You already know that in some cases, we can use Le Présent Indicatif to express immediate/near future actions in the Continuous Present in English (I'm coming soon) - see Using Le Présent for immediate/near future actions.
However, what we call the Near Future in English (or Futur Proche in French) is actually the following construction: to be going to + [infinitive]
= I'm going to eat / They're going to learn.
Conjugation of ALLER + INFINITIVE (to be going to) in Le Futur Proche in French:
Je vais aller au cinéma.I'm going to go to the cinema.
Tu vas lireYou're going to read
Vous allez étudier.You're going to study.
On va faire quoi, demain?What are we going to do tomorrow?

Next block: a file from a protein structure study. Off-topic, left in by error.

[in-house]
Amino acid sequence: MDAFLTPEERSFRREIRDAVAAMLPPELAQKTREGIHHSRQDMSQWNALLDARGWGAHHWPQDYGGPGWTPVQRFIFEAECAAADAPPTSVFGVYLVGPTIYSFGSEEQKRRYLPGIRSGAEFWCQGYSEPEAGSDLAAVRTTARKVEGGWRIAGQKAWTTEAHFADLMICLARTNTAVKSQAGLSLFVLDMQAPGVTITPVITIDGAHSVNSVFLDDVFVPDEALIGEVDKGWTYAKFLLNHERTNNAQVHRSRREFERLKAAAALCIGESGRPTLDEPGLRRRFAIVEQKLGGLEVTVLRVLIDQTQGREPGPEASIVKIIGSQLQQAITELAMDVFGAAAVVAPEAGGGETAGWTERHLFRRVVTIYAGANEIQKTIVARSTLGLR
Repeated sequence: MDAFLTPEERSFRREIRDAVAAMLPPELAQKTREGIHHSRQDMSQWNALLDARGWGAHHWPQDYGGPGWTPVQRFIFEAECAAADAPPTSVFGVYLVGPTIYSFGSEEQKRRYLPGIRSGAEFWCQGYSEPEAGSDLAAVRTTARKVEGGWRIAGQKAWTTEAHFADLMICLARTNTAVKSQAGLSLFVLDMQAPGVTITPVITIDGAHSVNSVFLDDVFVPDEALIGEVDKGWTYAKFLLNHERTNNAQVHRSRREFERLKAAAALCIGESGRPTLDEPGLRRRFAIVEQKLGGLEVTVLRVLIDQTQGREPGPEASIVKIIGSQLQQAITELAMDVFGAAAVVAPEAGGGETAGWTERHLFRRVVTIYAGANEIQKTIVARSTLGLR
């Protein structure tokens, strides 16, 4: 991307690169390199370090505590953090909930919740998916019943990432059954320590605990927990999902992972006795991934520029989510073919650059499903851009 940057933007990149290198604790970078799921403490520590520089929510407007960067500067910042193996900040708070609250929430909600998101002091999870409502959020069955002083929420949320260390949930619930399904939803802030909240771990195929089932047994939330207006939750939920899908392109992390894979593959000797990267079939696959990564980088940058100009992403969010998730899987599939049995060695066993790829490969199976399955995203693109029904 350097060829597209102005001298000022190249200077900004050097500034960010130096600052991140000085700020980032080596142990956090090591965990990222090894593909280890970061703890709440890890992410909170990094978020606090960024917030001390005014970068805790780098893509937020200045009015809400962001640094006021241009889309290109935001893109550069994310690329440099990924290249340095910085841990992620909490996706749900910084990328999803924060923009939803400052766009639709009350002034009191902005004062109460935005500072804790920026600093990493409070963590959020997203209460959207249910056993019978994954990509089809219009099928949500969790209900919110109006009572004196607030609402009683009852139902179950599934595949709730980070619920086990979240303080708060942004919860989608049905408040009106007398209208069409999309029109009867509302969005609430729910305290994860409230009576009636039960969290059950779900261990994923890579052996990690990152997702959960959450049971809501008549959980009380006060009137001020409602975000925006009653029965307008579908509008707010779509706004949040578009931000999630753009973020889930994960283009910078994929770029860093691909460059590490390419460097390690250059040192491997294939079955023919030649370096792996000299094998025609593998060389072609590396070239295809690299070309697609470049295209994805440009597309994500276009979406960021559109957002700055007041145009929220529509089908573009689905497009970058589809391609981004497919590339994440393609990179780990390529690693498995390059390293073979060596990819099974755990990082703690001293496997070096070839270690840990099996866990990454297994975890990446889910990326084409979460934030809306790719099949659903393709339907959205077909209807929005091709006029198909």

Nous allons manger des pâtes.We're going to eat pasta.
Ils vont tomber.They're going to fall.
Notice that Le Futur Proche, which expresses actions in the near future (= I'm going to [do something]), follows this pattern:
Aller in Le Présent + [infinitive of the verb]
See also Conjugate aller in the present tense in French (Le Présent)
And Conjugate reflexive verbs in the near future (Le Futur Proche) (aller + infinitive)
Position of negation with two verbs (conjugated + infinitive)
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